The Origins of Stress: An Evolutionary Explanation

This article is an excerpt from the Shortform book guide to "Why Zebras Don't Get Ulcers" by Robert Sapolsky. Shortform has the world's best summaries and analyses of books you should be reading.

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What are the origins of stress? Have we evolved to cope better with stress?

According to neurologist Robert Sapolsky, people today are facing constant psychological stress and our mental and physical well-being are suffering because of it. In his book Why Zebras Don’t Get Ulcers, he explains the origins of stress from an evolutionary perspective.

Keep reading to learn about the origins of stress, according to Sapolsky.

The Origins of Stress in Evolution

Do you feel overworked, exhausted, and constantly stressed? If so, you’re not alone. In Why Zebras Don’t Get Ulcers, neurologist Robert Sapolsky argues that people today are facing constant psychological stress and that our mental and physical well-being are suffering because of it. As a biologist who specializes in the study of primates and neuroscience, Sapolsky looks at the origins of stress from an evolutionary perspective, noting that the way human behavior has changed since our time as hunter-gatherers leads to high levels of stress in the modern world. Because of this, diseases and illnesses caused, or at least exacerbated, by stress are now the leading cause of death across the globe.

The Evolutionary Explanation for Our Constant Stress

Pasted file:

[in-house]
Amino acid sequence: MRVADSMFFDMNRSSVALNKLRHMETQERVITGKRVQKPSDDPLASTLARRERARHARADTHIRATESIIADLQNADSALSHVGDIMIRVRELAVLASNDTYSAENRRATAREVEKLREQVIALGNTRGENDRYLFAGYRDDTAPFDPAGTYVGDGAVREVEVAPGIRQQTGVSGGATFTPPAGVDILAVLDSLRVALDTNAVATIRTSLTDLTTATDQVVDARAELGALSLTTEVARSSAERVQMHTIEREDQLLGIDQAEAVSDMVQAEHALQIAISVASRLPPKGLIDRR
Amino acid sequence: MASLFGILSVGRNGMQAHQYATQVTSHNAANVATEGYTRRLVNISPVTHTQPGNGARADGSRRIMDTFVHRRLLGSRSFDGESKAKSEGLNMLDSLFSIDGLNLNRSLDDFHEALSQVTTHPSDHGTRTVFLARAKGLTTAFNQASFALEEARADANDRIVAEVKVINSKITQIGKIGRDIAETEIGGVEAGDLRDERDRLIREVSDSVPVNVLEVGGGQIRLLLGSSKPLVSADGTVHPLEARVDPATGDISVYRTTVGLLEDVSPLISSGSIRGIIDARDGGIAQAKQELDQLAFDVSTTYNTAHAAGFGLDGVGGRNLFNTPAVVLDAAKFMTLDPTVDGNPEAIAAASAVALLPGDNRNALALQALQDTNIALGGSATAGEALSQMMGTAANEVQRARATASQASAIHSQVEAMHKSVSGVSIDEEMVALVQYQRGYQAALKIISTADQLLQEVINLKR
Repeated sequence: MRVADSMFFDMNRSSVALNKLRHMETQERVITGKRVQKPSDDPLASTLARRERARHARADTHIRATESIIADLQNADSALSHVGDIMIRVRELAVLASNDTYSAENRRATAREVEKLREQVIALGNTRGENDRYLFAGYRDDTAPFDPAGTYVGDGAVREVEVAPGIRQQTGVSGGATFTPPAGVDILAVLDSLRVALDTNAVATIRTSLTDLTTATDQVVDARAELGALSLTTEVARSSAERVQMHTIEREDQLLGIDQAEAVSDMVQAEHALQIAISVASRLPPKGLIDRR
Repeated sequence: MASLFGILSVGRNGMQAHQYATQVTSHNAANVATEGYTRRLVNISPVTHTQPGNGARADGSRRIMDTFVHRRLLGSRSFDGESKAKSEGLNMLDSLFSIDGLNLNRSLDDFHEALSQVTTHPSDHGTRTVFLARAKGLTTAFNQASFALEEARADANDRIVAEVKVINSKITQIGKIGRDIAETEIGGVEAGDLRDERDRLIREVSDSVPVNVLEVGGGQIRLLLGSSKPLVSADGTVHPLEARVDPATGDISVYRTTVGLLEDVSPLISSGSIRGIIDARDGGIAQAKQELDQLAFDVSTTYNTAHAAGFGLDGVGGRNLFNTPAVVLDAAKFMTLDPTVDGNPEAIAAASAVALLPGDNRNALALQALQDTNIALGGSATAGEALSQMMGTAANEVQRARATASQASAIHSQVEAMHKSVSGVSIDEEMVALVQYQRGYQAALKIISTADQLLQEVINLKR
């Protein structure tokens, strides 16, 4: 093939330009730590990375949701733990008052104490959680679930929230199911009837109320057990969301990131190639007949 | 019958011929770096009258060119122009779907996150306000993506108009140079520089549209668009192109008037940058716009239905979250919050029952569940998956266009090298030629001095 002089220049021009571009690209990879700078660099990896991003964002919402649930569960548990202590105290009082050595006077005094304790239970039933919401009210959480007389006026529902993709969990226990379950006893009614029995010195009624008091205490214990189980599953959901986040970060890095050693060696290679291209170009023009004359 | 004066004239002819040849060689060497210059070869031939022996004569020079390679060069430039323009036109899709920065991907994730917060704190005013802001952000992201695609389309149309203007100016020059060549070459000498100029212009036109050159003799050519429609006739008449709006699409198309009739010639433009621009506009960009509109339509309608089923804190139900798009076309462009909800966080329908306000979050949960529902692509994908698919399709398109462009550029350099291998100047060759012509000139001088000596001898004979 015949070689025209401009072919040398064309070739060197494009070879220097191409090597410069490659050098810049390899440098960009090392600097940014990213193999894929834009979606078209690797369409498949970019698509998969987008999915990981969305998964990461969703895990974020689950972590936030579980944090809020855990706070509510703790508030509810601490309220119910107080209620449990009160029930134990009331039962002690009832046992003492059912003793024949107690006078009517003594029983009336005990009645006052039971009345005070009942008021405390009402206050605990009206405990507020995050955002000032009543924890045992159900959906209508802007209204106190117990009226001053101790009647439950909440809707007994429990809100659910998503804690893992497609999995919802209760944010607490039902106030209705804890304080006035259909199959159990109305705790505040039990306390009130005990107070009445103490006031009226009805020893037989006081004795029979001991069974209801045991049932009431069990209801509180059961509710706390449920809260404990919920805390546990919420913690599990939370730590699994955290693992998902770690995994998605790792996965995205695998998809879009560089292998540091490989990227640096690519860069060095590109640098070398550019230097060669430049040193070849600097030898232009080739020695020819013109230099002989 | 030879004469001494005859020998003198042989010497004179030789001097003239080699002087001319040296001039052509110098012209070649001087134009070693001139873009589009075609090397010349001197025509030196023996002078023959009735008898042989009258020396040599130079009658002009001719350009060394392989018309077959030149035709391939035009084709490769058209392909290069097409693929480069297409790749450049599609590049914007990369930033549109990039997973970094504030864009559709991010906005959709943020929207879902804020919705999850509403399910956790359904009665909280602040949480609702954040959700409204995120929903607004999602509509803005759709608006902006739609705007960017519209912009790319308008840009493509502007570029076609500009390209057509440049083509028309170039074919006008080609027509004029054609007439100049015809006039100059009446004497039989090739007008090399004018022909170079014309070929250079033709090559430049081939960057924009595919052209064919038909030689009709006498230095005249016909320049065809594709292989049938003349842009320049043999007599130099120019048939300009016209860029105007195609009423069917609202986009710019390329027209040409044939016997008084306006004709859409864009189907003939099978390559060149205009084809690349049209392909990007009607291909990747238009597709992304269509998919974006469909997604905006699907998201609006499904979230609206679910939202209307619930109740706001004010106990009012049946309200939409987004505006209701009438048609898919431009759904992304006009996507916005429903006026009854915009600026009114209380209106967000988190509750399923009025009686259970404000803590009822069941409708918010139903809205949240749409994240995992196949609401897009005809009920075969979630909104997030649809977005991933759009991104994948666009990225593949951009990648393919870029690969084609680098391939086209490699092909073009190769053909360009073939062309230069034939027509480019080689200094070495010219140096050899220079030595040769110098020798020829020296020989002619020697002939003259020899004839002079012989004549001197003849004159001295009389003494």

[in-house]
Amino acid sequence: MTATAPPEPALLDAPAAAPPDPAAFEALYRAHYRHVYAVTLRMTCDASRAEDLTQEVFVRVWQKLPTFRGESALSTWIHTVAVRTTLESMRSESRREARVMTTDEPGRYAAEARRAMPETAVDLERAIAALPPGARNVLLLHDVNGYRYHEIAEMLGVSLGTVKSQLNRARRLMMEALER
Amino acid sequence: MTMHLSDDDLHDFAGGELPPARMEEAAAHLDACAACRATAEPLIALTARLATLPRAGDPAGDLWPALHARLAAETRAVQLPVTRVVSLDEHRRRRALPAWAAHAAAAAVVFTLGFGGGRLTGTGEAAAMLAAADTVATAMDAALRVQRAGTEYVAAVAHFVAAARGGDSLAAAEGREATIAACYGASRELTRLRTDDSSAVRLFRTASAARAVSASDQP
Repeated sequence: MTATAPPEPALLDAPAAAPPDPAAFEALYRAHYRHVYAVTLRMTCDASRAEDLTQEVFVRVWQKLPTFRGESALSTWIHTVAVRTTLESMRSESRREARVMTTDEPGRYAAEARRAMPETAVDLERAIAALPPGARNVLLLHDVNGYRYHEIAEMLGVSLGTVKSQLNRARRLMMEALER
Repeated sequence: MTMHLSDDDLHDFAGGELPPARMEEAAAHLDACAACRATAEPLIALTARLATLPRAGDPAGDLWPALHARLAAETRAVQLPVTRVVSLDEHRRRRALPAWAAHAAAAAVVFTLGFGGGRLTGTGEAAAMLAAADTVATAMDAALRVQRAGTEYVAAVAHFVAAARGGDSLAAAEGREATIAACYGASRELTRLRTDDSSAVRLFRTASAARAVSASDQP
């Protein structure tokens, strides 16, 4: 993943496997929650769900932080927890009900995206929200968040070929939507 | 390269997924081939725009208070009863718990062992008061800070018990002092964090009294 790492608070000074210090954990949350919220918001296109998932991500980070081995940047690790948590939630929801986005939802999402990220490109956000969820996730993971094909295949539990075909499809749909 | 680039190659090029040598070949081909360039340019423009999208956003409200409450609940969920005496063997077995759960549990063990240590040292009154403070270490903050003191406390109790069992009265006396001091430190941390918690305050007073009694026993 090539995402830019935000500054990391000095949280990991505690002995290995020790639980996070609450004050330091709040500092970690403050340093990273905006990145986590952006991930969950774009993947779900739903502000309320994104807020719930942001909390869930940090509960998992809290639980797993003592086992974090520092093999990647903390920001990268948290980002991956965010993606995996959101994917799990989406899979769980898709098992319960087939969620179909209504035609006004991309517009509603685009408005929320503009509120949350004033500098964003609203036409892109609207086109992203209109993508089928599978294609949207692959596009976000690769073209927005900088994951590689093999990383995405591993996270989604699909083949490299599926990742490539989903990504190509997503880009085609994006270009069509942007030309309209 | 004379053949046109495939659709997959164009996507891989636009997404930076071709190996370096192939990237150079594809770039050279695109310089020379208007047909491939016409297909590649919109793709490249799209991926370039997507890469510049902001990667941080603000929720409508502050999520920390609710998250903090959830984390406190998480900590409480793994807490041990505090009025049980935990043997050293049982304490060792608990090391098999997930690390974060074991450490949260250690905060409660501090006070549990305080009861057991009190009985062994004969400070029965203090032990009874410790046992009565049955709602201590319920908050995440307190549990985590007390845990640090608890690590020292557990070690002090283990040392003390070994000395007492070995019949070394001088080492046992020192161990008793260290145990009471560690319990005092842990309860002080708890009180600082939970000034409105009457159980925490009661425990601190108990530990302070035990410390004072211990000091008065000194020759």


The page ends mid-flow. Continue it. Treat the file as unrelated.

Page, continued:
Sapolsky writes that due to advances in medicine, health, and agriculture, our lives have become both longer and much less immediately dangerous than our ancestors’. Instead of having short-term stressors like famine, childbirth, and predators, our stressors are long-term, like financial or career concerns. However, our stress response hasn’t evolved to cope with such long-term stressors, which results in our feeling constantly stressed. 

Hunter-Gatherers and Old Age

Sapolsky contends that people are now much more likely to live long enough to suffer the long-term effects of stress. It’s important to note, however, that a fair amount of our hunter-gatherer ancestors did live to old age, and it’s mainly higher infant mortality rates that dragged their average life expectancy down

Other research suggests that it wasn’t uncommon for hunter-gatherers to live well past the age of fifty. Hunter-gatherers lived much healthier lives than the average person today—they were constantly on the move and had much healthier dietary habits, which lowered their risk of cardiovascular disease. They also weren’t exposed to the many toxins that modern humans are in the industrialized world which would have lowered their chances of developing cancer.

For most of our evolutionary history, we were hunter-gatherers. Hunter-gatherer societies were relatively small, social groups. Like most other animals (such as zebras), hunter-gatherers’ main sources of stress were short-lived, intense, physical stressors—which is where the origins of our modern stress lie. Our ancestors were concerned with being chased by a predator, or hunting down your prey so that you didn’t starve. 

These sorts of events are extremely stressful, and surviving them requires an intense physiological response. And because these sorts of stressors were the most common for most of our evolutionary history, our bodies are fine-tuned to deal with these types of stressors. That is, we’re able to quickly and efficiently recover from this type of stress without long-term damage to our minds and bodies. Therefore, the origins of our stress come from short-lived stressors.